How Glutathione is Formed
The sulfhydryl (thiol) group (SH) of cysteine is responsible for the chemical properties of the whole GSH molecule (L-gamma-glutamyl-Lcysteinylglycine). As systemic availability of oral GSH is negligible in man and because there is no evidence for transport of GSH into cells, GSH has to be synthesized intracellularly. Though the inflow of cysteine, glutamate, and glycine (components of GSH) may prove somewhat limiting under selected circumstances, numerous observations have shown that cysteine tends to be the rate limiting event in GSH synthesis.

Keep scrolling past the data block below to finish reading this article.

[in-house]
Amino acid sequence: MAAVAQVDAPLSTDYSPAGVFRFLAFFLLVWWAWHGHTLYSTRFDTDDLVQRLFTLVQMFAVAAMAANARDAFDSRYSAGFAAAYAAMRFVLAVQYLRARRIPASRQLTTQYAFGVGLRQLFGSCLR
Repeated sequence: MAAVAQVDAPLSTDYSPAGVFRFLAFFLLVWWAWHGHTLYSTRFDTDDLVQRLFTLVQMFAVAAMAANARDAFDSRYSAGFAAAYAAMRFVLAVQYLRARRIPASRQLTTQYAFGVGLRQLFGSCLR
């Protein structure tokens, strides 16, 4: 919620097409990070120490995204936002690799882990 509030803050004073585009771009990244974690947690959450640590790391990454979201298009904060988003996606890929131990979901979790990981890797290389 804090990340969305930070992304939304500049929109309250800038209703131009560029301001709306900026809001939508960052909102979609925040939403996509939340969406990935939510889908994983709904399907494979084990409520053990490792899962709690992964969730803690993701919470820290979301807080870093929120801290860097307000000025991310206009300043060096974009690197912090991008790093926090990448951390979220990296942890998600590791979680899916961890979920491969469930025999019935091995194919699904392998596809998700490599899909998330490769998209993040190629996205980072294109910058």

However, free cysteine does not represent an ideal delivery system: it is toxic and spontaneously oxidized.
On the other hand, cysteine present as cystine (two cysteines linked by a disulfide bond) released during digestion in the gastrointestinal tract is more stable than the free amino acid: the disulfide bond is pepsin- and trypsin-resistant, but may be split by heat and mechanical stress.
Thus, cystine travels safely in the body and is promptly reduced to the two cysteine molecules on cell entry.
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